National Marine Sanctuary System

The Office of National Marine Sanctuaries serves as the trustee for a network of underwater parks encompassing more than 600,000 square miles of marine and Great Lakes waters from Washington state to the Florida Keys, and from Lake Huron to American Samoa. The network includes a system of 13 national marine sanctuaries and Papahānaumokuākea and Rose Atoll marine national monuments.

map highlighting sanctuary locations Thunder Bay Flower Garden Banks Stellwagen Bank Monitor Gray's Reef Florida Keys Channel Islands Monterey Bay Cordell Bank Gulf of the Farallones Olympic Coast Papahanaumokuakea Hawaii Humpback Whales American Samoa mallows-bay lake-michigan
earth is blue logo

When you look at our planet from space, one thing is abundantly clear: Earth Is Blue. Our planet is an ocean planet, and whether you live near the coast or a thousand miles from it, the ocean is part of your life. From providing the food we eat to determining our weather, the ocean matters to each of us -- and the National Marine Sanctuary System protects this vital resource.

With that in mind, the photos and videos of Earth Is Blue bring these ocean treasures directly to smartphones and computers all over the world, where they can serve as a tangible reminder that no matter where you are, the ocean and Great Lakes are in your hands. We hope these images inspire you to help care for our ocean and to spread the word that Earth isn't green -- it's blue.

Join us on instagram logo twitter logo facebook logo youtube logo youtube logo and submit your own photos.

photo of bird flying with black wing tips

Jan. 6, 2016: Big news! NOAA is proposing to designate two new national marine sanctuaries to protect historically-important shipwrecks -- and we need YOU to weigh in! These two sites would be the first national marine sanctuaries designated since 2000. In Maryland (top image), NOAA is proposing a national marine sanctuary in Mallows Bay in the Potomac River, which contains more than 100 shipwrecks dating from the Revolutionary War to the present. In Wisconsin (bottom image), NOAA is proposing to designate a 1,075-square-mile area of Lake Michigan that holds 37 known shipwrecks, including Wisconsin’s two oldest known shipwrecks. Learn about the new proposals and how you can tell us what you think by clicking on the links above. (Top photo: Marine Robotics & Remote Sensing, Duke University; bottom photo: Tamara Thomsen, Wisconsin Historical Society)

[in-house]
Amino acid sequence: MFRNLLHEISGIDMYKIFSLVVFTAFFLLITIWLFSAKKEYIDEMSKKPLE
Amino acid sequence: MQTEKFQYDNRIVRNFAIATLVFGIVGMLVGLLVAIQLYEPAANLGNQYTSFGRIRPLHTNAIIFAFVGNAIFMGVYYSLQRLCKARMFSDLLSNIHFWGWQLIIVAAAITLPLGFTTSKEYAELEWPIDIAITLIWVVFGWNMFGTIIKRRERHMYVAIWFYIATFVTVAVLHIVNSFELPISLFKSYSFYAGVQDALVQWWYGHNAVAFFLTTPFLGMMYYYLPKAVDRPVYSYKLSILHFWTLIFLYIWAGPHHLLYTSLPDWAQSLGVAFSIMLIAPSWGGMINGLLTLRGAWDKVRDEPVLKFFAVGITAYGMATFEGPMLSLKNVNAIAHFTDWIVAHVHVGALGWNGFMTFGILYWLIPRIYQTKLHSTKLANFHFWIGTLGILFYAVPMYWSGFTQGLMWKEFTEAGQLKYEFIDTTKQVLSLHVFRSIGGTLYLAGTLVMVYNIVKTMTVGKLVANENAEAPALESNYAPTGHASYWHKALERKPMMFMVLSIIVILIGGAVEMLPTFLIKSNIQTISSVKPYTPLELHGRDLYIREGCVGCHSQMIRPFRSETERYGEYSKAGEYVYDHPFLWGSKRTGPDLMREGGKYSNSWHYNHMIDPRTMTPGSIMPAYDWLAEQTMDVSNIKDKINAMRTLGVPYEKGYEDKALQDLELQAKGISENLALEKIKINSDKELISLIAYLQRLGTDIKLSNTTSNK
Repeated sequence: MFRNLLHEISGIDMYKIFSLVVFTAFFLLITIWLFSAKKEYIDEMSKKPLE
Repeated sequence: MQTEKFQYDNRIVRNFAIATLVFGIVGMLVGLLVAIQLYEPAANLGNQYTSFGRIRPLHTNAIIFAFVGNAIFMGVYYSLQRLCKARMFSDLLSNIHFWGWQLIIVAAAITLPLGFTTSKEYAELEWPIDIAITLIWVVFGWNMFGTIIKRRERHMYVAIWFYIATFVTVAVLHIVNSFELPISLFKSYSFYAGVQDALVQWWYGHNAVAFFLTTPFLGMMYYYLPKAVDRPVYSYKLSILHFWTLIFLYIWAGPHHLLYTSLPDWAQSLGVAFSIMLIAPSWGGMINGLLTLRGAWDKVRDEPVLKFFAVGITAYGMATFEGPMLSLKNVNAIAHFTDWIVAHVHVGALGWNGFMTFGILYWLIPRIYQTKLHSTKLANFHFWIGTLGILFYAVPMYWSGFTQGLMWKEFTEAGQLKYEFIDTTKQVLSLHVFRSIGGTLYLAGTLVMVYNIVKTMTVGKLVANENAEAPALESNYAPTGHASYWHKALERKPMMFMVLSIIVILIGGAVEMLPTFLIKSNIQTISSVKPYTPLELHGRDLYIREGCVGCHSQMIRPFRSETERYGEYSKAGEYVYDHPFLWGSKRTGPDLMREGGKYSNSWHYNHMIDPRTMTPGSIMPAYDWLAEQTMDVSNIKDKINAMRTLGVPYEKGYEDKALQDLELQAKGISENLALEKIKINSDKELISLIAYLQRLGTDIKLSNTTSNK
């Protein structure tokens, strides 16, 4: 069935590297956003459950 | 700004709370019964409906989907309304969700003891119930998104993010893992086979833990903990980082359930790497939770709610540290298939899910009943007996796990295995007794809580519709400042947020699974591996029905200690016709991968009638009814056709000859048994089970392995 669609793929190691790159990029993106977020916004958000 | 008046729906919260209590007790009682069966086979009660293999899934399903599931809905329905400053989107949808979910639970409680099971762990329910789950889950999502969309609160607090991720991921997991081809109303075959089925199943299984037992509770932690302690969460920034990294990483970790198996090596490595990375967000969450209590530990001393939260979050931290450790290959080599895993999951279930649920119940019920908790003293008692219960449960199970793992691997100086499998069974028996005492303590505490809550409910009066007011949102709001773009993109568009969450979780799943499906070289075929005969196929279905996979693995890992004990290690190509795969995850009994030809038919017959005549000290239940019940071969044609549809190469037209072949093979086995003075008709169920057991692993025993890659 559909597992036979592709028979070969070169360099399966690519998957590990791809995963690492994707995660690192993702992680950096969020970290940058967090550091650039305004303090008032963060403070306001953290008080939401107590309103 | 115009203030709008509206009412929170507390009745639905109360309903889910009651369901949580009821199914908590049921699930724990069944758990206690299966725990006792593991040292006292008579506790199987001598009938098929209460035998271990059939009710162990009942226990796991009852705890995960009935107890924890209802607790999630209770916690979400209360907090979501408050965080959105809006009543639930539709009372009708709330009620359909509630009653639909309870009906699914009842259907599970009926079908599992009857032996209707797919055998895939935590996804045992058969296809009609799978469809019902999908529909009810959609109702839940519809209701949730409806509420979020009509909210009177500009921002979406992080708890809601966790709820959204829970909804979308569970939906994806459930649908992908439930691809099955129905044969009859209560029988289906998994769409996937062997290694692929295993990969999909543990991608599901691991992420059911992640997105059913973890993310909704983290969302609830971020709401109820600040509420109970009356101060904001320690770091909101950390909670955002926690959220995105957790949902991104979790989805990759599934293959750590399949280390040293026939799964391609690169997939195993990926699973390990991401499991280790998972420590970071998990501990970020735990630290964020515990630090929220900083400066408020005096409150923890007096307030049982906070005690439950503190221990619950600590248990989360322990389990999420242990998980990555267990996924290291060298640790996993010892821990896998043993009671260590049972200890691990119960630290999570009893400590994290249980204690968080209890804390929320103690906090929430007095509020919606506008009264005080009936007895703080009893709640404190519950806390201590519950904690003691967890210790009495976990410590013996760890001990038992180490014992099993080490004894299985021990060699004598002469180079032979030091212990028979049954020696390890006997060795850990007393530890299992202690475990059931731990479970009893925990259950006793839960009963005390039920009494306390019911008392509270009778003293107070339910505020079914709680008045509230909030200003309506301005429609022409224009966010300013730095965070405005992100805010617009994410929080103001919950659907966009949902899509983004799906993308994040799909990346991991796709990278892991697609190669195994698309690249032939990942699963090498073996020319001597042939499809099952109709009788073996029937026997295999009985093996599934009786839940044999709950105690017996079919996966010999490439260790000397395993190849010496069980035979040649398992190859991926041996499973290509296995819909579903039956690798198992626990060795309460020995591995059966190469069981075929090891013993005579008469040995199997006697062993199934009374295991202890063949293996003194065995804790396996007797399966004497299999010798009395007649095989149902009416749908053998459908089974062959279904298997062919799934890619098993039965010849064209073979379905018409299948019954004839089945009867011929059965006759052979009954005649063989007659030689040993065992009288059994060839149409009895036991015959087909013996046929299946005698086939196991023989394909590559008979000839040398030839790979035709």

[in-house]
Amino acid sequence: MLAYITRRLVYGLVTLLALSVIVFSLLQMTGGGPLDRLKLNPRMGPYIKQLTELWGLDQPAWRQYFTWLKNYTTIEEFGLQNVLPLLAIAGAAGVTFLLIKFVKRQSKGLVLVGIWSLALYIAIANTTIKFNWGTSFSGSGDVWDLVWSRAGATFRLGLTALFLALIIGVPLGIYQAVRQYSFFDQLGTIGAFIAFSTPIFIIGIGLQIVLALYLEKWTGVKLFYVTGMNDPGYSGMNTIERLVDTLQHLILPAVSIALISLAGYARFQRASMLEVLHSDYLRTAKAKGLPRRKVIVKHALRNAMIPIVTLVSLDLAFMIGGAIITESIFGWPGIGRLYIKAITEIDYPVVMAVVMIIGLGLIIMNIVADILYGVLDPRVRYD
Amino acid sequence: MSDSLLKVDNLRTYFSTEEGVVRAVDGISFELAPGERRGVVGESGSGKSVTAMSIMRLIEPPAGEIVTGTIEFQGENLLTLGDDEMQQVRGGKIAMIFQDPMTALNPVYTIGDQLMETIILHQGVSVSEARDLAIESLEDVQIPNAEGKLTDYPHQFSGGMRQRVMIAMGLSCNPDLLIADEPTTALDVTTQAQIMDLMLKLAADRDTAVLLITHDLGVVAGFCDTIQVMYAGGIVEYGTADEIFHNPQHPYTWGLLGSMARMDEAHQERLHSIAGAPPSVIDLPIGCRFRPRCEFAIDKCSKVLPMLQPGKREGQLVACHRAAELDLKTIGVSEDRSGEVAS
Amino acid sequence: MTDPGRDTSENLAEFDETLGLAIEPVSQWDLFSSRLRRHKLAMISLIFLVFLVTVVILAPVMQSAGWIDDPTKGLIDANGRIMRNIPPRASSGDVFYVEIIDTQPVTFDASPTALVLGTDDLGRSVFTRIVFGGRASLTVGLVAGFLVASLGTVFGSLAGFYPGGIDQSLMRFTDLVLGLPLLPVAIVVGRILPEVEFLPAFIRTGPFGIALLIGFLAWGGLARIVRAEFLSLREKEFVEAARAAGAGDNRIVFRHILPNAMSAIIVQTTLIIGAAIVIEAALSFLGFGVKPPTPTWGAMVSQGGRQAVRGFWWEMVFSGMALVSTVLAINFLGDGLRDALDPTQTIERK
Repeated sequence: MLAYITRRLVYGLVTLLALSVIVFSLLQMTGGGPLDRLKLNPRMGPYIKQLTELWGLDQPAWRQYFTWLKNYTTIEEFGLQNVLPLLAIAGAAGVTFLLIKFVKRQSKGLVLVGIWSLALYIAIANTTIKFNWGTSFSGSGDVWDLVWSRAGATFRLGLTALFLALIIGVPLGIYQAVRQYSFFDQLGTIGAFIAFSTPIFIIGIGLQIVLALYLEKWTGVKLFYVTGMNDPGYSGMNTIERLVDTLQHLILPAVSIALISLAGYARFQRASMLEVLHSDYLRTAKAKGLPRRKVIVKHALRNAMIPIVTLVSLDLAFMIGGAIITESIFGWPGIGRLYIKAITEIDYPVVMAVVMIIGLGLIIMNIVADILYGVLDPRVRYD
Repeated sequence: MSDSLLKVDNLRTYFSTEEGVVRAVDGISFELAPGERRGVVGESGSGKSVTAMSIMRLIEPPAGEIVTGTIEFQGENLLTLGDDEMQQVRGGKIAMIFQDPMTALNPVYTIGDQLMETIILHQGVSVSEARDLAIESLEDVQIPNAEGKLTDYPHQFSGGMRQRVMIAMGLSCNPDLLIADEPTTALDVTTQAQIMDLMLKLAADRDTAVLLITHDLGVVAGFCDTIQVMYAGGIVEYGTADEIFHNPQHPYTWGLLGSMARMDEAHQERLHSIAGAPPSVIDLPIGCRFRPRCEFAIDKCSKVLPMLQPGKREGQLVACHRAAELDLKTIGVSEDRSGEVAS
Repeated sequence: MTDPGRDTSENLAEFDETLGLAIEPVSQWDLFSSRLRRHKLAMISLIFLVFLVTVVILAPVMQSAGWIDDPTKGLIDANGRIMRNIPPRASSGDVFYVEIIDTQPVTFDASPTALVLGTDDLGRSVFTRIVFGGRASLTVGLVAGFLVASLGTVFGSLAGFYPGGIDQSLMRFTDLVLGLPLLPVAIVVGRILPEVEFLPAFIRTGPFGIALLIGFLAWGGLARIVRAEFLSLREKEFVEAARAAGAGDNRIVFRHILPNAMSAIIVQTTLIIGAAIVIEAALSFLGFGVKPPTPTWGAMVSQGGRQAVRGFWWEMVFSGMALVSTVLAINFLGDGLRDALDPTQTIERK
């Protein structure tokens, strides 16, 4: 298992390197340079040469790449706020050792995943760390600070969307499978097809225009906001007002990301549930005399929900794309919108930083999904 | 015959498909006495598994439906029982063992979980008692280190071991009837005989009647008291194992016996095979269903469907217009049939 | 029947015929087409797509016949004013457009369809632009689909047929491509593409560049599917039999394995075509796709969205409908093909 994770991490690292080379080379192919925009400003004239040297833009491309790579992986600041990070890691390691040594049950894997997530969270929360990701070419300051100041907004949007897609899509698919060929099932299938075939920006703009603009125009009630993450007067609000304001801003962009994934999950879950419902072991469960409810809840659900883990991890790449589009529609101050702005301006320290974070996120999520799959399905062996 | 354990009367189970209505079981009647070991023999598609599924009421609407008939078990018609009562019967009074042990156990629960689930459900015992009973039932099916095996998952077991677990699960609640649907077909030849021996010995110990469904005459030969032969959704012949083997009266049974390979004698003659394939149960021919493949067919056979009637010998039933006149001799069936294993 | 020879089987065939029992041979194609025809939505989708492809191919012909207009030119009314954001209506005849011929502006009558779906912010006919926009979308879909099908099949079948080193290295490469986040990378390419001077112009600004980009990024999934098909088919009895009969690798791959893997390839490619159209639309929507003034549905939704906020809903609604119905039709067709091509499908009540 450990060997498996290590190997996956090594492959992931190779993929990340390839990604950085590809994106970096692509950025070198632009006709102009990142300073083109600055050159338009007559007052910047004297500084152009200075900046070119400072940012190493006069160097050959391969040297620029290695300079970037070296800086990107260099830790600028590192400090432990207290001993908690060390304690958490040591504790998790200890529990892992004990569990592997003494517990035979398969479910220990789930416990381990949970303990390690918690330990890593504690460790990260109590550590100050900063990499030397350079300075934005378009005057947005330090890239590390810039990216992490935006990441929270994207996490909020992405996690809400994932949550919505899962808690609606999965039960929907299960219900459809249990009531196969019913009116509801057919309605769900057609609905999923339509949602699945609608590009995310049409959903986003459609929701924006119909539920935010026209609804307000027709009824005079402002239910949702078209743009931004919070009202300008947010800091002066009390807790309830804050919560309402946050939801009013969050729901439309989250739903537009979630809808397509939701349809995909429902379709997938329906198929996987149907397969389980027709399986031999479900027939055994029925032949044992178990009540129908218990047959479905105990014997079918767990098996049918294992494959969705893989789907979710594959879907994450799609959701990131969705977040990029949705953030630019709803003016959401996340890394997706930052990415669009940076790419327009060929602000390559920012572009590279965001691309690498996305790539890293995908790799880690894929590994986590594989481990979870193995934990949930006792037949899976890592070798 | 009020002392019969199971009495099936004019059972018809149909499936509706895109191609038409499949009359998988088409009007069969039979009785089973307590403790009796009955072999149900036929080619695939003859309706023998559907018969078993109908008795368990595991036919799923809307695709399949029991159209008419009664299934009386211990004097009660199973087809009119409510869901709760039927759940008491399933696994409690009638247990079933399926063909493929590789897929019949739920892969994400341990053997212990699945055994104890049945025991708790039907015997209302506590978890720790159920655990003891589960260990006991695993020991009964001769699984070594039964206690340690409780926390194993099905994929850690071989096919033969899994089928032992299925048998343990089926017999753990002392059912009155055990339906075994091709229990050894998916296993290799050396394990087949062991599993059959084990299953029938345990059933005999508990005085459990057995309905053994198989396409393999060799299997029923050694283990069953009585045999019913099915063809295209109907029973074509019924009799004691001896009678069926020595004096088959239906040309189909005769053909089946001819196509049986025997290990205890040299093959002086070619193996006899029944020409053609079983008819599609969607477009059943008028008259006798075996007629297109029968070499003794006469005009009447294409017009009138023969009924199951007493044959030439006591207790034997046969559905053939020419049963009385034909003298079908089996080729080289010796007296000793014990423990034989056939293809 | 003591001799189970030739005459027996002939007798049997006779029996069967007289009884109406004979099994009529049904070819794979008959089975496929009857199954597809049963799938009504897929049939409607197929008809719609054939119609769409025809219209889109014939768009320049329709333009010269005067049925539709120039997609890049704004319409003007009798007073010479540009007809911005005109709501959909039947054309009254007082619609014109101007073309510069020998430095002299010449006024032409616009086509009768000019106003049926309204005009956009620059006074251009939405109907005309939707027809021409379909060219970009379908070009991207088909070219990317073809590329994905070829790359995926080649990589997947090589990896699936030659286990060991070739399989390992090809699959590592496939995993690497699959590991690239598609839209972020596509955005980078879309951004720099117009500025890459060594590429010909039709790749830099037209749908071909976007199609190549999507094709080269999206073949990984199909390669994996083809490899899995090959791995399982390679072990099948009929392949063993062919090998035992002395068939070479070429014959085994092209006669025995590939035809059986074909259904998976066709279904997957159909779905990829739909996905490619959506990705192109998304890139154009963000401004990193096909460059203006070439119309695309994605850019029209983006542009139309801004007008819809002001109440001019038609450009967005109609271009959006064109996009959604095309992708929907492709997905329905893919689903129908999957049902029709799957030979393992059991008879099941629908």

How did you spend your holidays? Each year,Stellwagen Bank National Marine Sanctuary teams up with the National Audubon Society for the Stellwagen Bank Christmas Bird Count. Christmas Bird Count volunteers join sanctuary staff onboard the R/V Auk to survey a 15-mile-diameter area of the sanctuary. The data they collect can help assess the health of bird populations and of the sanctuary ecosystem. This year, citizen scientists counted triple the number of razorbills as last year's cruise, but spotted no northern fulmars or shearwaters, which are normally encountered in the sanctuary this time of year. They even spotted four tiny Atlantic puffins! Check out our video of a past Christmas Bird Count to learn more about this ongoing citizen science project.

Stories from the Blue

Stories from the Blue celebrate the people at the center of national marine sanctuaries and marine national monuments.

What does the National Marine Sanctuary System mean to you?

Sanctuary Nomination Process

For the first time in two decades, NOAA invites communities across the nation to nominate their most treasured places in our marine and Great Lakes waters for consideration as national marine sanctuaries.

In response to ongoing widespread interest from the public, NOAA has launched a new, locally driven sanctuary nomination process developed with input from more than 18,000 public comments. Throughout the nomination process, NOAA will be available to answer questions and provide guidance to nominating communities and other interested parties. NOAA will also update nominators on the progress of the agency's review of their nomination.

Actor and activist Edward James Olmos lends his voice to the new sanctuary nomination process and offers a challenge to the American people. Watch in HD

Earth Is Blue Magazine

In partnership with the National Marine Sanctuary Foundation, the Office of National Marine Sanctuaries publishes a yearly magazine in print and electronic formats. Through vivid images and engaging articles, Earth Is Blue: The Magazine of the National Marine Sanctuaries brings sanctuaries directly to the American public, so you can experience the wonder of our ocean and Great Lakes even if you don't live nearby.

earth is blue magazine volume 1 cover - women on the beach taking a picture of the ocean

Earth Is Blue Magazine - June 2016

  • An Impact for Special Places
  • Take only Memories
  • Stories from the Blue
  • ¿Qué Bolá Cuba?
  • Learning from the Past to Protect the Future
  • Freeing a Giant
  • In Hot Water
  • From Compassion to Action

Sanctuary Spotlight

Visit a Sanctuary

National marine sanctuaries are ideal destinations for travelers who enjoy a diversity of recreational activities.

Plan your visit

Get Involved

Volunteers help to ensure marine sanctuaries remain America's underwater treasures for future generations.

How you can help